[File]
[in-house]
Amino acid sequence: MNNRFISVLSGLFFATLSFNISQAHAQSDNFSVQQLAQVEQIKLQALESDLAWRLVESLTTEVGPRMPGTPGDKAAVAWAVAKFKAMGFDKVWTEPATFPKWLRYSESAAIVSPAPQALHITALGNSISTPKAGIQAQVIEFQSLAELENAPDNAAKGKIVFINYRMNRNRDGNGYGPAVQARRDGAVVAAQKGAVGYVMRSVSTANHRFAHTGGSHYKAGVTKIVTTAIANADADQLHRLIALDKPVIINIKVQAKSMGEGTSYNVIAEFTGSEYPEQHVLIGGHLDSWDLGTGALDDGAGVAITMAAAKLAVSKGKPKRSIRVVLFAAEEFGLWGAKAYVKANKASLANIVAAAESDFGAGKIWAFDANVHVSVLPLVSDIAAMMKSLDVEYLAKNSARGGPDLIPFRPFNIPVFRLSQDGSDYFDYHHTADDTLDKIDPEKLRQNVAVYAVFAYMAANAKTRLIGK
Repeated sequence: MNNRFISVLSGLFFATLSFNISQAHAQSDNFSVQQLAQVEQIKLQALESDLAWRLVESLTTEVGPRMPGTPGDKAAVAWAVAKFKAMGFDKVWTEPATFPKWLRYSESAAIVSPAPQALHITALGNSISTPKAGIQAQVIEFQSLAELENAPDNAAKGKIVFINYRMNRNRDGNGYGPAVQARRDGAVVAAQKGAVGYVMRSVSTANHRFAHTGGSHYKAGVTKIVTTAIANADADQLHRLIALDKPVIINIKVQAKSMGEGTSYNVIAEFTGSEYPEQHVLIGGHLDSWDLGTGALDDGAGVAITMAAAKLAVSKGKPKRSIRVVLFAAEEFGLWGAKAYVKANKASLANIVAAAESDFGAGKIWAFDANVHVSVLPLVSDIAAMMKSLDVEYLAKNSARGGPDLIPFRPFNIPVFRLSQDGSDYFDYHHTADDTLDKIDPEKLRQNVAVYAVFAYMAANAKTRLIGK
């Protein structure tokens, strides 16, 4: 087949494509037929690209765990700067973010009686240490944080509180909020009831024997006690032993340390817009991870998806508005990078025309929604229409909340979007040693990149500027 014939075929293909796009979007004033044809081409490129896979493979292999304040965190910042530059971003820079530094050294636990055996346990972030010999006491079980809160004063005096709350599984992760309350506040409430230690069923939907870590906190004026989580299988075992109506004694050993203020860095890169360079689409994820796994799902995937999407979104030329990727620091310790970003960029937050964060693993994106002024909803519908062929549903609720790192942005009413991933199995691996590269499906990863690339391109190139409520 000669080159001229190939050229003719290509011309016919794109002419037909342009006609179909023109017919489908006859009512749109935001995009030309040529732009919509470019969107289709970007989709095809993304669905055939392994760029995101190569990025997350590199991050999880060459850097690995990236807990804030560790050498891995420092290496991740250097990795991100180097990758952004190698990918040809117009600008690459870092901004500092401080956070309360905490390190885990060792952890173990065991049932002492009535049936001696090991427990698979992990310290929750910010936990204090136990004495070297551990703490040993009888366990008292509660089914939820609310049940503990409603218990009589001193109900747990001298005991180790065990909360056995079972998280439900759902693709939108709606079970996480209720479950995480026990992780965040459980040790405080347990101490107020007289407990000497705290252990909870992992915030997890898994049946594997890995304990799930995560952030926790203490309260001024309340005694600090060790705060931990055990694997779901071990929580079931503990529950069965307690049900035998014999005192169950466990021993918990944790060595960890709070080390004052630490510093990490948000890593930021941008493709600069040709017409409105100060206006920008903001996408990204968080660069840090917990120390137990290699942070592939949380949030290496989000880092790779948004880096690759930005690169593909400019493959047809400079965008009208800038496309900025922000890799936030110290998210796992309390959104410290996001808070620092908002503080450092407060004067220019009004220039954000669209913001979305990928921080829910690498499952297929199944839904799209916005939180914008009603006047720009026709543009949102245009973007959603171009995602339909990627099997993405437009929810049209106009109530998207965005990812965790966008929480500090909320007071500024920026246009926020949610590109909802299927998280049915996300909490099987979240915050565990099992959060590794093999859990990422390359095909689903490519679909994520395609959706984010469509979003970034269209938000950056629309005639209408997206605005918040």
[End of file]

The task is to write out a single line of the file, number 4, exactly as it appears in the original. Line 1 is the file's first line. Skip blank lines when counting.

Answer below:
């Protein structure tokens, strides 16, 4: 087949494509037929690209765990700067973010009686240490944080509180909020009831024997006690032993340390817009991870998806508005990078025309929604229409909340979007040693990149500027 014939075929293909796009979007004033044809081409490129896979493979292999304040965190910042530059971003820079530094050294636990055996346990972030010999006491079980809160004063005096709350599984992760309350506040409430230690069923939907870590906190004026989580299988075992109506004694050993203020860095890169360079689409994820796994799902995937999407979104030329990727620091310790970003960029937050964060693993994106002024909803519908062929549903609720790192942005009413991933199995691996590269499906990863690339391109190139409520 000669080159001229190939050229003719290509011309016919794109002419037909342009006609179909023109017919489908006859009512749109935001995009030309040529732009919509470019969107289709970007989709095809993304669905055939392994760029995101190569990025997350590199991050999880060459850097690995990236807990804030560790050498891995420092290496991740250097990795991100180097990758952004190698990918040809117009600008690459870092901004500092401080956070309360905490390190885990060792952890173990065991049932002492009535049936001696090991427990698979992990310290929750910010936990204090136990004495070297551990703490040993009888366990008292509660089914939820609310049940503990409603218990009589001193109900747990001298005991180790065990909360056995079972998280439900759902693709939108709606079970996480209720479950995480026990992780965040459980040790405080347990101490107020007289407990000497705290252990909870992992915030997890898994049946594997890995304990799930995560952030926790203490309260001024309340005694600090060790705060931990055990694997779901071990929580079931503990529950069965307690049900035998014999005192169950466990021993918990944790060595960890709070080390004052630490510093990490948000890593930021941008493709600069040709017409409105100060206006920008903001996408990204968080660069840090917990120390137990290699942070592939949380949030290496989000880092790779948004880096690759930005690169593909400019493959047809400079965008009208800038496309900025922000890799936030110290998210796992309390959104410290996001808070620092908002503080450092407060004067220019009004220039954000669209913001979305990928921080829910690498499952297929199944839904799209916005939180914008009603006047720009026709543009949102245009973007959603171009995602339909990627099997993405437009929810049209106009109530998207965005990812965790966008929480500090909320007071500024920026246009926020949610590109909802299927998280049915996300909490099987979240915050565990099992959060590794093999859990990422390359095909689903490519679909994520395609959706984010469509979003970034269209938000950056629309005639209408997206605005918040």